How I Failed, Failed, and Finally Succeeded at Learning How to Code

The programming website Project Euler provides a plan for how to learn anything in fun, discrete steps


When Colin Hughes was about eleven years old his parents brought home a rather strange toy. It wasn't colorful or cartoonish; it didn't seem to have any lasers or wheels or flashing lights; the box it came in was decorated, not with the bust of a supervillain or gleaming protagonist, but bulleted text and a picture of a QWERTY keyboard. It called itself the "ORIC-1 Micro Computer." The package included two cassette tapes, a few cords and a 130-page programming manual.

On the whole it looked like a pretty crappy gift for a young boy. But his parents insisted he take it for a spin, not least because they had just bought the thing for more than £129. And so he did. And so, he says, "I was sucked into a hole from which I would never escape."

It's not hard to see why. Although this was 1983, and the ORIC-1 had about the same raw computing power as a modern alarm clock, there was something oddly compelling about it. When you turned it on all you saw was the word "Ready," and beneath that, a blinking cursor. It was an open invitation: type something, see what happens.

In less than an hour, the ORIC-1 manual took you from printing the word "hello" to writing short programs in BASIC -- the Beginner's All-Purpose Symbolic Instruction Code -- that played digital music and drew wildly interesting pictures on the screen. Just when you got the urge to try something more complicated, the manual showed you how.

In a way, the ORIC-1 was so mesmerizing because it stripped computing down to its most basic form: you typed some instructions; it did something cool. This was the computer's essential magic laid bare. Somehow ten or twenty lines of code became shapes and sounds; somehow the machine breathed life into a block of text.

No wonder Colin got hooked. The ORIC-1 wasn't really a toy, but a toy maker. All it asked for was a special kind of blueprint.

Once he learned the language, it wasn't long before he was writing his own simple computer games, and, soon after, teaching himself trigonometry, calculus and Newtonian mechanics to make them better. He learned how to model gravity, friction and viscosity. He learned how to make intelligent enemies.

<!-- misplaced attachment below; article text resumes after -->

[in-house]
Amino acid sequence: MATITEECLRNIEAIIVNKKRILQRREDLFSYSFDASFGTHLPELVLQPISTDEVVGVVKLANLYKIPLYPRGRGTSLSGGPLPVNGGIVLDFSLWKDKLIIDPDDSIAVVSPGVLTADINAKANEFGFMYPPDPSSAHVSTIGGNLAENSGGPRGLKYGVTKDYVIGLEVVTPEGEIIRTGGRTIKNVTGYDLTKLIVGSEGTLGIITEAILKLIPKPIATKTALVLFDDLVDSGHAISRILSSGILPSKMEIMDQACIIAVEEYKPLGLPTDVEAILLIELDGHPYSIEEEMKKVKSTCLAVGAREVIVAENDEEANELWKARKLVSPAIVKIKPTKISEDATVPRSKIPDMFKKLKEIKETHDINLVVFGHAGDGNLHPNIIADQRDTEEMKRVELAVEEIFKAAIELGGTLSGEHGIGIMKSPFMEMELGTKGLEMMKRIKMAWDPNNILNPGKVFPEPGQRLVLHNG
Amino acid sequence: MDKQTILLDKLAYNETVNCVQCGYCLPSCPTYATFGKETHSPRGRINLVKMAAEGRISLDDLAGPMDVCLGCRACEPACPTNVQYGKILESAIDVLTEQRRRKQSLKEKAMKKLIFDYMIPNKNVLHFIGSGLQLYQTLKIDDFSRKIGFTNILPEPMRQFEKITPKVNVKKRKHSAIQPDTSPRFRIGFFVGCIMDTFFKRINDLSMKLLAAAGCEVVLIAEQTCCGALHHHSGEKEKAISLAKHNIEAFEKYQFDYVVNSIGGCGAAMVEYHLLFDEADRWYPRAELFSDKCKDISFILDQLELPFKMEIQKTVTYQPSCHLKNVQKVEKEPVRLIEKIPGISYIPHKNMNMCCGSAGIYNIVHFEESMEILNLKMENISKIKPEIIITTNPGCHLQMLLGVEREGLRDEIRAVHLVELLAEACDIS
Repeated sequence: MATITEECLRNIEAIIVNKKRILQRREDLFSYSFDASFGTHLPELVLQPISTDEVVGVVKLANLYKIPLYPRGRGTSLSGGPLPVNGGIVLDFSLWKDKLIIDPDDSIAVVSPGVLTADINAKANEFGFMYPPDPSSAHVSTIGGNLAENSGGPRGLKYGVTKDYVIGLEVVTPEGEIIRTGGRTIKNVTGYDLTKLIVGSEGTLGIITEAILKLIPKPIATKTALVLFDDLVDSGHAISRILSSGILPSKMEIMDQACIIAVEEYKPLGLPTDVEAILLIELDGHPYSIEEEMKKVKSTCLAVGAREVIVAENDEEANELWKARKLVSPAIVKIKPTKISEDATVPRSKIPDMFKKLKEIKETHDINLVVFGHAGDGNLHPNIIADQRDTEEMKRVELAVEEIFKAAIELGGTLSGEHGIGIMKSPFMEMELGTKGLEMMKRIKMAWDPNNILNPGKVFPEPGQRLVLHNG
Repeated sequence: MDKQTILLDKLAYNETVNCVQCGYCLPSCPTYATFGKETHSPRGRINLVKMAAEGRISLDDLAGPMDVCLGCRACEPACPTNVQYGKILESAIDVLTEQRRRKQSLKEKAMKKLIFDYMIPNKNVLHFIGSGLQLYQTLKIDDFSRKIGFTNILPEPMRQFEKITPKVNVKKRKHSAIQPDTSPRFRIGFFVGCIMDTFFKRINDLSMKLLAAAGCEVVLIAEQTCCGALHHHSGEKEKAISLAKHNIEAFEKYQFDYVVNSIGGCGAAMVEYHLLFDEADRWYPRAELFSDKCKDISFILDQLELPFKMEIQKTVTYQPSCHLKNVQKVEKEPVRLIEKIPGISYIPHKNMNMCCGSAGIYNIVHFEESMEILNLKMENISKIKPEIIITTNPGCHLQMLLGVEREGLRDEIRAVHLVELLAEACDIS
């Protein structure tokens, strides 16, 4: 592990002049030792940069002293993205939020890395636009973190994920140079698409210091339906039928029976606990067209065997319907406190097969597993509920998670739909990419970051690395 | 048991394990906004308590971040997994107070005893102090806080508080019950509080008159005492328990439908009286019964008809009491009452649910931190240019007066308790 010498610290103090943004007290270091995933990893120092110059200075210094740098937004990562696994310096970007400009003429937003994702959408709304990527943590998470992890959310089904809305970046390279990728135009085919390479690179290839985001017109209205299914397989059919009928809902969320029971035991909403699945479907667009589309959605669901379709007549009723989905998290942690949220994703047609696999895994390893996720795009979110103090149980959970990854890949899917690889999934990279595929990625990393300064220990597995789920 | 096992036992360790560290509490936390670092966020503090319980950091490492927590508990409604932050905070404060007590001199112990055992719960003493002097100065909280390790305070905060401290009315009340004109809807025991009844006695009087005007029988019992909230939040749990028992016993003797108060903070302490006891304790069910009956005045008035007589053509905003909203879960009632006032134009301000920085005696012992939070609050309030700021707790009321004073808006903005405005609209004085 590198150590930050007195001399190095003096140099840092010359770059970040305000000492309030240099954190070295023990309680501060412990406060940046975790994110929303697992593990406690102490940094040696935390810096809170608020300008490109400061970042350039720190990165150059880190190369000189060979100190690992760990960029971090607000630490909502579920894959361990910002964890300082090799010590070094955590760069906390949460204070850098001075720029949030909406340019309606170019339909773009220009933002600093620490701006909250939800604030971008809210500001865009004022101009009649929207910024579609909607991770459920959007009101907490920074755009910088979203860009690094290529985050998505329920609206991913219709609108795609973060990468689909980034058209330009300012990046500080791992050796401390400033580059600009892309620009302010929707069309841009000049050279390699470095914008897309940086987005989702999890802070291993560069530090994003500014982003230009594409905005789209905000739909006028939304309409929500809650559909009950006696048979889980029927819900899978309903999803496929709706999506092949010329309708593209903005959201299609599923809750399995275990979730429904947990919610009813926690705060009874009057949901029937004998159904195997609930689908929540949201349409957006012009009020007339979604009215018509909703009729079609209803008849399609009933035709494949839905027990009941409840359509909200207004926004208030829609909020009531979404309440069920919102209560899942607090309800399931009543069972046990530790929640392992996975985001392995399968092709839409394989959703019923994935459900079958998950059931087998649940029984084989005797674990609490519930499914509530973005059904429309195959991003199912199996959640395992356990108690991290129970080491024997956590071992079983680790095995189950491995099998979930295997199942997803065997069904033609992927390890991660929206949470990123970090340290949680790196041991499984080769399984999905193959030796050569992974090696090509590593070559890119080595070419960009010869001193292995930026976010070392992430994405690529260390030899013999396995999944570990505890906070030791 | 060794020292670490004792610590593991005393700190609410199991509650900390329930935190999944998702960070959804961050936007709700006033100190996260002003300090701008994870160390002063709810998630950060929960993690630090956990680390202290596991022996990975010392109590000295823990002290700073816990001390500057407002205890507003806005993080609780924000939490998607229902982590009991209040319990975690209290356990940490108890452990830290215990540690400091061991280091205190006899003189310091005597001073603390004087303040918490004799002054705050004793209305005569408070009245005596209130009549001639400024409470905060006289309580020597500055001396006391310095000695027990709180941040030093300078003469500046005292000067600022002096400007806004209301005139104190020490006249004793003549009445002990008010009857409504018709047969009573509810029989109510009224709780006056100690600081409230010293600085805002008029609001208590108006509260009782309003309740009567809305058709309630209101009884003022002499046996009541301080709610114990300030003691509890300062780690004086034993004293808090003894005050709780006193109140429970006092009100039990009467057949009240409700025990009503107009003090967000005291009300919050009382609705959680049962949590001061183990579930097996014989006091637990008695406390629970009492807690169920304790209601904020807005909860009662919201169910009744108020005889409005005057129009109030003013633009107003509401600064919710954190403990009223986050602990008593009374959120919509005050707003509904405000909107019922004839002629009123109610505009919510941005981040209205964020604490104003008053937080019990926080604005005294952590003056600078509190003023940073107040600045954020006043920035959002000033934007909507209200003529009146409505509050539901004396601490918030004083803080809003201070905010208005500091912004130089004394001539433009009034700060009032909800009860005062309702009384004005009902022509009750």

More than all that, though, he learned how to teach. Without quite knowing it, Colin had absorbed from his early days with the ORIC-1 and other such microcomputers a sense for how the right mix of accessibility and complexity, of constraints and open-endedness, could take a student from total ignorance to near mastery quicker than anyone -- including his own teachers -- thought possible.

It was a sense that would come in handy, years later, when he gave birth to Project Euler, a peculiar website that has trained tens of thousands of new programmers, and that is in its own modest way the emblem of a nascent revolution in education.

oric-1 screenshot.png

* * *

Sometime between middle and high school, in the early 2000s, I got a hankering to write code. It was very much a "monkey see, monkey do" sort of impulse. I had been watching a lot of TechTV -- an obscure but much-loved cable channel focused on computing, gadgets, gaming and the Web -- and Hackers, the 1995 cult classic starring Angelina Jolie in which teenaged computer whizzes, accused of cybercrimes they didn't commit, have to hack their way to the truth.

I wanted in. So I did what you might expect an over-enthusiastic suburban nitwit to do, and asked my mom to drive me to the mall to buy Ivor Horton's 1,181-page, 4.6-pound Beginning Visual C++ 6. I imagined myself working montage-like through the book, smoothly accruing expertise one chapter at a time.

What happened instead is that I burned out after a week. The text itself was dense and unsmiling; the exercises were difficult. It was quite possibly the least fun I've ever had with a book, or, for that matter, with anything at all. I dropped it as quickly as I had picked it up.

Remarkably I went through this cycle several times: I saw people programming and thought it looked cool, resolved myself to learn, sought out a book and crashed the moment it got hard.

For a while I thought I didn't have the right kind of brain for programming. Maybe I needed to be better at math. Maybe I needed to be smarter.

But it turns out that the people trying to teach me were just doing a bad job. Those books that dragged me through a series of structured principles were just bad books. I should have ignored them. I should have just played.

Presented by

James Somers is a writer and programmer based in New York. He works at Genius. His personal site is

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